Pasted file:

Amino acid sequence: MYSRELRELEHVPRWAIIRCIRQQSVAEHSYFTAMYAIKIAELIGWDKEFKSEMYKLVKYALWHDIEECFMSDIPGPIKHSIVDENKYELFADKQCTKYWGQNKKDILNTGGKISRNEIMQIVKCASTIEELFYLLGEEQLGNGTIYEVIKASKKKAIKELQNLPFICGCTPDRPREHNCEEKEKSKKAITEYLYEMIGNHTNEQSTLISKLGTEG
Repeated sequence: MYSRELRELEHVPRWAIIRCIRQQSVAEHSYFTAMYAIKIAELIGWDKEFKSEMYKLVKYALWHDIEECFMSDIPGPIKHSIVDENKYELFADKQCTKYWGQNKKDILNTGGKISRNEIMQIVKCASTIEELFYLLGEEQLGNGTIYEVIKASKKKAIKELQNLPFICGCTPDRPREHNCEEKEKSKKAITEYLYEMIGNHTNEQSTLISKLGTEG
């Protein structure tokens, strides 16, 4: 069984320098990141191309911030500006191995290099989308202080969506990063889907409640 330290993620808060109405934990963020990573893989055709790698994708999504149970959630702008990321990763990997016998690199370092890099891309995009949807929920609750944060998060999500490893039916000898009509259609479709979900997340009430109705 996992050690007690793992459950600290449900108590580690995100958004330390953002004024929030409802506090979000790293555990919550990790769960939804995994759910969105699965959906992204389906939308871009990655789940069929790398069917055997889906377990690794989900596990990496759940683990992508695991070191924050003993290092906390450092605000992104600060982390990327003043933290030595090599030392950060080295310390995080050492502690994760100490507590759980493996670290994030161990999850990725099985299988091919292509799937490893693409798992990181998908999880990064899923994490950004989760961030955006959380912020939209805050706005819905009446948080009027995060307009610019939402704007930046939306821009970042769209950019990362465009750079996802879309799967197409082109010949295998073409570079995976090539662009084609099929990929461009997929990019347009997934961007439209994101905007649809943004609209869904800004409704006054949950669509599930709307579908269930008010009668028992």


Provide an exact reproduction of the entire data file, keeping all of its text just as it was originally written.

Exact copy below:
Amino acid sequence: MYSRELRELEHVPRWAIIRCIRQQSVAEHSYFTAMYAIKIAELIGWDKEFKSEMYKLVKYALWHDIEECFMSDIPGPIKHSIVDENKYELFADKQCTKYWGQNKKDILNTGGKISRNEIMQIVKCASTIEELFYLLGEEQLGNGTIYEVIKASKKKAIKELQNLPFICGCTPDRPREHNCEEKEKSKKAITEYLYEMIGNHTNEQSTLISKLGTEG
Repeated sequence: MYSRELRELEHVPRWAIIRCIRQQSVAEHSYFTAMYAIKIAELIGWDKEFKSEMYKLVKYALWHDIEECFMSDIPGPIKHSIVDENKYELFADKQCTKYWGQNKKDILNTGGKISRNEIMQIVKCASTIEELFYLLGEEQLGNGTIYEVIKASKKKAIKELQNLPFICGCTPDRPREHNCEEKEKSKKAITEYLYEMIGNHTNEQSTLISKLGTEG
């Protein structure tokens, strides 16, 4: 069984320098990141191309911030500006191995290099989308202080969506990063889907409640 330290993620808060109405934990963020990573893989055709790698994708999504149970959630702008990321990763990997016998690199370092890099891309995009949807929920609750944060998060999500490893039916000898009509259609479709979900997340009430109705 996992050690007690793992459950600290449900108590580690995100958004330390953002004024929030409802506090979000790293555990919550990790769960939804995994759910969105699965959906992204389906939308871009990655789940069929790398069917055997889906377990690794989900596990990496759940683990992508695991070191924050003993290092906390450092605000992104600060982390990327003043933290030595090599030392950060080295310390995080050492502690994760100490507590759980493996670290994030161990999850990725099985299988091919292509799937490893693409798992990181998908999880990064899923994490950004989760961030955006959380912020939209805050706005819905009446948080009027995060307009610019939402704007930046939306821009970042769209950019990362465009750079996802879309799967197409082109010949295998073409570079995976090539662009084609099929990929461009997929990019347009997934961007439209994101905007649809943004609209869904800004409704006054949950669509599930709307579908269930008010009668028992």